Exchange-Traded Funds (ETFs) Increase Stock Volatility

The share of market cap ownership by ETFs in the S&P 500 universe rose from 0.1 percent in 2000 to 7.1 percent in 2015—the amount of assets under management by ETFs is currently more than twice that managed by index mutual funds.

ETFs are traded in the secondary market by retail and institutional investors. Arbitrage opportunities may arise when the price of ETF shares, determined by the supply and demand in the secondary market, diverges from the value of the underlying securities.

Prof. Frarncesco Franzoni

Prof. Frarncesco Franzoni

New research results from Swiss Finance Institute Professor Francesco Franzoni from the Università della Svizzera italiana,  Professor Itzhak Ben-David from the Ohio State University, and Professor Rabih Moussawi from Villanova University show that because arbitrage-driven investors buy and sell ETFs, and simultaneously sell and buy the underlying shares, demand and supply shocks are transferred from the ETFs on to the underlying stocks, and volatility increases.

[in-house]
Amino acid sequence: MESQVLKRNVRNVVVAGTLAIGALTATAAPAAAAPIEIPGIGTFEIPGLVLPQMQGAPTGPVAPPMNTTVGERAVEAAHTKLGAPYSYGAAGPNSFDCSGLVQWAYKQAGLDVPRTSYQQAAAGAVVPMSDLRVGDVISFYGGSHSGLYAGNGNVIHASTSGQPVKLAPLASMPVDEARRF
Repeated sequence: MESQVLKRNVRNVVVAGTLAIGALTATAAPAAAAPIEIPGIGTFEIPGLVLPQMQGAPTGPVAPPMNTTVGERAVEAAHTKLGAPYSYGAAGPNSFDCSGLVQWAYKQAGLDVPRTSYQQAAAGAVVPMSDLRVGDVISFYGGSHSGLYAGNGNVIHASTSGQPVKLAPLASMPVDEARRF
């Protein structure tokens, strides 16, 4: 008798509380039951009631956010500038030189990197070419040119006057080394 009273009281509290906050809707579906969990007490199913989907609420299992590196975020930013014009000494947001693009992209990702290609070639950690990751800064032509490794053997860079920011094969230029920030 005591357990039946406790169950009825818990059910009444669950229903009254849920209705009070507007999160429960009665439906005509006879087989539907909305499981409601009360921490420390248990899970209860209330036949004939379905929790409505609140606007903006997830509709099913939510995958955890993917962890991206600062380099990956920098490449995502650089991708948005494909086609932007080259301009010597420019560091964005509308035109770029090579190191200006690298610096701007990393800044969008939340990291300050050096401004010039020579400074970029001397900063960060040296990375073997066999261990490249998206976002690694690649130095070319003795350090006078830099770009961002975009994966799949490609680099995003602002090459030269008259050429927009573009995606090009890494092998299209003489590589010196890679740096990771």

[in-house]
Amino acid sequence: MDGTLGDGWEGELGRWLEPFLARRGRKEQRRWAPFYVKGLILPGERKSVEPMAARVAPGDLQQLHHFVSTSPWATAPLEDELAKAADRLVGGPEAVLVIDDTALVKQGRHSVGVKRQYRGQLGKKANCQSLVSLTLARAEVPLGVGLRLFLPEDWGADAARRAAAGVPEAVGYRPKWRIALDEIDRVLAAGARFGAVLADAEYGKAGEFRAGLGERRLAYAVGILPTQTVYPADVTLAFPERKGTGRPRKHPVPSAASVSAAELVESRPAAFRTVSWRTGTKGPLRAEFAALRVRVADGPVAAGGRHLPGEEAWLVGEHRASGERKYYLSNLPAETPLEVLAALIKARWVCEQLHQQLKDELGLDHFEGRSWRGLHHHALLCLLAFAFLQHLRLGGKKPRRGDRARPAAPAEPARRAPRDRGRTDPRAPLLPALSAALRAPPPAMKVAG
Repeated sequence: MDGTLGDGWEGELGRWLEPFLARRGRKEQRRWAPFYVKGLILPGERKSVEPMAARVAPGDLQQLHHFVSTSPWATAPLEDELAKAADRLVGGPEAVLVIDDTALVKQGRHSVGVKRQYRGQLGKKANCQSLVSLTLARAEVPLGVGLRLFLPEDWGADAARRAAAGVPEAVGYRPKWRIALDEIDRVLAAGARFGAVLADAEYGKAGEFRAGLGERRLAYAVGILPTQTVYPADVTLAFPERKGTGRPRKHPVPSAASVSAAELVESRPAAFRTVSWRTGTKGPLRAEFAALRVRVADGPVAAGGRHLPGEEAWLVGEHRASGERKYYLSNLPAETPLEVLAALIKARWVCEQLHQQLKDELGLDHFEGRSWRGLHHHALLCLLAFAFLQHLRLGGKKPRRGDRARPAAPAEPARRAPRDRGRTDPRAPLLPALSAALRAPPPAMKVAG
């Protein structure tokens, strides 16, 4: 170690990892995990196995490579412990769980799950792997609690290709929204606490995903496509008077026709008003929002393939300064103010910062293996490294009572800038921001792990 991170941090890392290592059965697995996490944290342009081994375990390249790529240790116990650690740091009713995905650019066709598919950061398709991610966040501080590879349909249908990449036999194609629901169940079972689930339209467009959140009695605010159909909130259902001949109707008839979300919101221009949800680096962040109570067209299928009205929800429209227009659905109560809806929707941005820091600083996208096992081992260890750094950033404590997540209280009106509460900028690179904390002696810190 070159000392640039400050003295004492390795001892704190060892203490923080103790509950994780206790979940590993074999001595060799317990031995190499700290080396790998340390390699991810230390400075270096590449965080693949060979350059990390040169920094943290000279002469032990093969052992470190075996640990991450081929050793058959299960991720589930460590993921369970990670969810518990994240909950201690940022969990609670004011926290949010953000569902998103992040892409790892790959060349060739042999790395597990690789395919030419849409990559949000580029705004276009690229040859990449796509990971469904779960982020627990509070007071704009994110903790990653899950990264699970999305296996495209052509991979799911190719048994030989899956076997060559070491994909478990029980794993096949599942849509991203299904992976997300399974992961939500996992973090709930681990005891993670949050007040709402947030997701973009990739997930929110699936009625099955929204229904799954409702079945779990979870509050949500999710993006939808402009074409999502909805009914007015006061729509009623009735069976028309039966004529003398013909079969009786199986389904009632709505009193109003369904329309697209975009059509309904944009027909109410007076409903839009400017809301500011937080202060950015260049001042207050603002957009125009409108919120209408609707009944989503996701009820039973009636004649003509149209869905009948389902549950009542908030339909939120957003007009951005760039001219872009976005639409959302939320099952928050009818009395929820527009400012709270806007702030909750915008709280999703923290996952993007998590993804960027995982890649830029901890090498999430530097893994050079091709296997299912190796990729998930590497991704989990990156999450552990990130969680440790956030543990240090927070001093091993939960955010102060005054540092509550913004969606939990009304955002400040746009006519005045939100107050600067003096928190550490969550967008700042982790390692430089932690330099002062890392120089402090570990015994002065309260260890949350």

According to some industry participants, 50 percent of the volume in the S&P 500 tracker is related to arbitrage. Research results show that a one standard deviation increase in ETF ownership leads to an increase in the volatility of S&P 500 stocks of up to 16 percent.

The full version of the June issue of SFI’s Practitioner Roundups is available at


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